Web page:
Tuesday, April 19, 2011

Aid is a success! No, it’s a failure! Wait, it depends.

Aid evaluation is all the rage. But how is successful evaluation possible if we don’t know the benchmark? Some aid advocates argue that aid can end world poverty while some critics of aid are more modest stating that aid can not increase growth but may ease human suffering. In a recent debate in the Cato Journal, Peter Leeson and David Skarbek argue, in their article 'What Can Aid D0?', that foreign aid is both a success and a failure:

“Foreign aid’s advocates claim aid has been successful. Aid’s critics claim aid has failed. We explain why both camps are correct. Aid can, and in a few cases has, increased a particular output by devoting more resources to its production. In this sense, aid has occasionally had limited success. However, aid cannot, and has not, contributed to the solution of economic problems and therefore economic growth. In this much more important sense, aid has failed” (page 392).

They go on to argue that, on its best day, aid can provide more ‘stuff’ but not find the solutions to the economic problem of poverty:

“So, what can aid do? Like other forms of central planning, aid can increase X by devoting additional resources to X’s production… If planners pick a specific outcome, such as more immunizations, aid can provide additional resources to produce immunizations. All of the “success stories” that aid’s advocates highlight are of this nature (page 394)…Solving the economic problem determines whether a country’s economy develops. It is strange, then, that professional economists have had trouble distinguishing the positive relationship between inputs and outputs from solving the economic problem when it comes to evaluating foreign aid” (page 391).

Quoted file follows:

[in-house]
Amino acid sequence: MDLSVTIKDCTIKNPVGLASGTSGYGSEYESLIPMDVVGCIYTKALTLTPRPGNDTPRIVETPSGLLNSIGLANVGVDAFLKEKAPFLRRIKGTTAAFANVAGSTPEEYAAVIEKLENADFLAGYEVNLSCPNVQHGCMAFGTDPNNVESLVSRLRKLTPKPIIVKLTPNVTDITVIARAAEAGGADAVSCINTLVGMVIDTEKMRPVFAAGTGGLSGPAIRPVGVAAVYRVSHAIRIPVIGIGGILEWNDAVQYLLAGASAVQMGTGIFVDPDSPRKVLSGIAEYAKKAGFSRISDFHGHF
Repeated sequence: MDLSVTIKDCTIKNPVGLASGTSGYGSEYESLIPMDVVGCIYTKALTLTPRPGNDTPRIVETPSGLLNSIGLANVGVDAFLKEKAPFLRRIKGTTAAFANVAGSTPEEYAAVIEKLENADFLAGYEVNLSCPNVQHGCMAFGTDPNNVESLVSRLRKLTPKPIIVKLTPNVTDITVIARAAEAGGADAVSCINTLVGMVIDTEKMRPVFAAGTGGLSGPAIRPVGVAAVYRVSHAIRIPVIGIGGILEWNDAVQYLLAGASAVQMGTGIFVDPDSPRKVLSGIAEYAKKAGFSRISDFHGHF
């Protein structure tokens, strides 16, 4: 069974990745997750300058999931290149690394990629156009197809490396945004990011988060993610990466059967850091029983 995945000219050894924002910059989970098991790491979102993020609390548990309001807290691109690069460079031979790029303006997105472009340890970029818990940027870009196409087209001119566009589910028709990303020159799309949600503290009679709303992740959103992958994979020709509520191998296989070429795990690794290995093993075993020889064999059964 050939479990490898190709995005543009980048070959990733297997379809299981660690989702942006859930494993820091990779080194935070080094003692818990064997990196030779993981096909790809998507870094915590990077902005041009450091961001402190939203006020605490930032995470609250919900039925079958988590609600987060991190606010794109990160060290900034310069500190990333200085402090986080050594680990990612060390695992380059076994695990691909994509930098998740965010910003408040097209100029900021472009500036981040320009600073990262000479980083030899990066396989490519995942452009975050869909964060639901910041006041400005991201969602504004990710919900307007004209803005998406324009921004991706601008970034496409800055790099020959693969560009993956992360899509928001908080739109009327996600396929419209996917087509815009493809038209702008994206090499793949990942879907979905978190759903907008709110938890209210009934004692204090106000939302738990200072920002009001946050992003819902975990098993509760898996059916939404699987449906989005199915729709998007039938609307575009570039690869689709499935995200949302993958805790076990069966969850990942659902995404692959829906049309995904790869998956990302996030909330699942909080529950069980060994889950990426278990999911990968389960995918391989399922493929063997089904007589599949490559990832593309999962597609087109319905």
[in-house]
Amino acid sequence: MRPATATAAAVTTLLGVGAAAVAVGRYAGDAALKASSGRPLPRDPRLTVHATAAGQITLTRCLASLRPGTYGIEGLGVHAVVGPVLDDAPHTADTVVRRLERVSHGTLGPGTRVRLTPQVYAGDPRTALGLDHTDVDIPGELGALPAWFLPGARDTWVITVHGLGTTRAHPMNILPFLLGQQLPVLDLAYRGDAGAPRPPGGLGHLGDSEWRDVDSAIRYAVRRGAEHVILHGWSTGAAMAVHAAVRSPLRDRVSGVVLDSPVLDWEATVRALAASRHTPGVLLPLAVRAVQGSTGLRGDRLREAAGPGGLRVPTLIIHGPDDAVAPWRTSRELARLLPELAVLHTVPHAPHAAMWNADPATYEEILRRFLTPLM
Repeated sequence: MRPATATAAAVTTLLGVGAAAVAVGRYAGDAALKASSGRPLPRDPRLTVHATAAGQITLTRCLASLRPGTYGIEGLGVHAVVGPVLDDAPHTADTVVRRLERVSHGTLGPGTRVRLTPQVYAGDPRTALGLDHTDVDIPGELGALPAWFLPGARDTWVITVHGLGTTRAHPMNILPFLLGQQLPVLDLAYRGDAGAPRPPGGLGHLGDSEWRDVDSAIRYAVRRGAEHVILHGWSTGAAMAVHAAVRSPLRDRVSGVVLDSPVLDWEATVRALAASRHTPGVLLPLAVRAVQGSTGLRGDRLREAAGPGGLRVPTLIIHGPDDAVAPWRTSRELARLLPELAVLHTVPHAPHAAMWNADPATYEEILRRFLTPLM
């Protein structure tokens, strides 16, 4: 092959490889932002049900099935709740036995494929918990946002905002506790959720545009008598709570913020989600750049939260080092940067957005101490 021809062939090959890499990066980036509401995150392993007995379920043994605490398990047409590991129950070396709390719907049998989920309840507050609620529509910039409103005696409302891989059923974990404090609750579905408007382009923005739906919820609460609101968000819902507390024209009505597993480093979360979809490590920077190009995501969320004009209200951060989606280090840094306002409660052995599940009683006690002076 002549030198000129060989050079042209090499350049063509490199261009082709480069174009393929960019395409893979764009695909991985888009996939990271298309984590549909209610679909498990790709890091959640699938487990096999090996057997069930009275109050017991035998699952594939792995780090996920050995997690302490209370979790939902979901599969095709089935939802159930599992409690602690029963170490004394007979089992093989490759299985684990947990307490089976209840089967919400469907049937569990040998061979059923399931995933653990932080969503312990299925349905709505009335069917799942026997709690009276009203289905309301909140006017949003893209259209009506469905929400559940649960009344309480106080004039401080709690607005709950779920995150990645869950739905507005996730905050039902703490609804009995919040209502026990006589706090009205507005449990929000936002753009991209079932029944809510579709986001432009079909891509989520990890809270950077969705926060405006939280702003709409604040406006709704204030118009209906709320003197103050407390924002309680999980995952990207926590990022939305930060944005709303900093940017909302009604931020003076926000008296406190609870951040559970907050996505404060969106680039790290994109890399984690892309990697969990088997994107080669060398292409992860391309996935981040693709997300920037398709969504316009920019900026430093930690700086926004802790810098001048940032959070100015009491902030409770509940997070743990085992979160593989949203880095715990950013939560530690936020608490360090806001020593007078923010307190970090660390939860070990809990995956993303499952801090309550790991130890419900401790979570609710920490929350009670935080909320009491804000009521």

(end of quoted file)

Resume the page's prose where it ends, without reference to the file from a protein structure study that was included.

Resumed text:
In a critique, Gustav Ranis claims that “. . . Skarbek and Leeson are ready to throw the baby out with the bath water,” but that different forms of aid, such as grants for projects, can be more effective than past aid. However, Leeson and Skarbek remind us in a follow up piece of the important distinction between positive versus normative analysis:

“The thrust of our original paper, which asked the simple question, “What can aid do?”, was that no foreign aid initiative can solve the economic problem societies must solve to climb from poverty. That problem requires identifying the resource allocation that maximizes resources’ value to society. “Grants for projects” don’t help us identify this. They’re an example of what aid can do—increase a predetermined output by devoting more resources to its production—not what aid must do to make poor countries rich, which is to solve the economic problem stated above. Whether developed countries should use aid to increase a predetermined output by devoting more resources to its production is a normative question. Our original argument analyzed a positive one” (pages 1-2).

So the next time a shouting match breaks out between those who claim aid is successful and those saying aid is a failure, perhaps we need to first agree on what aid can achieve and evaluate aid in this context.

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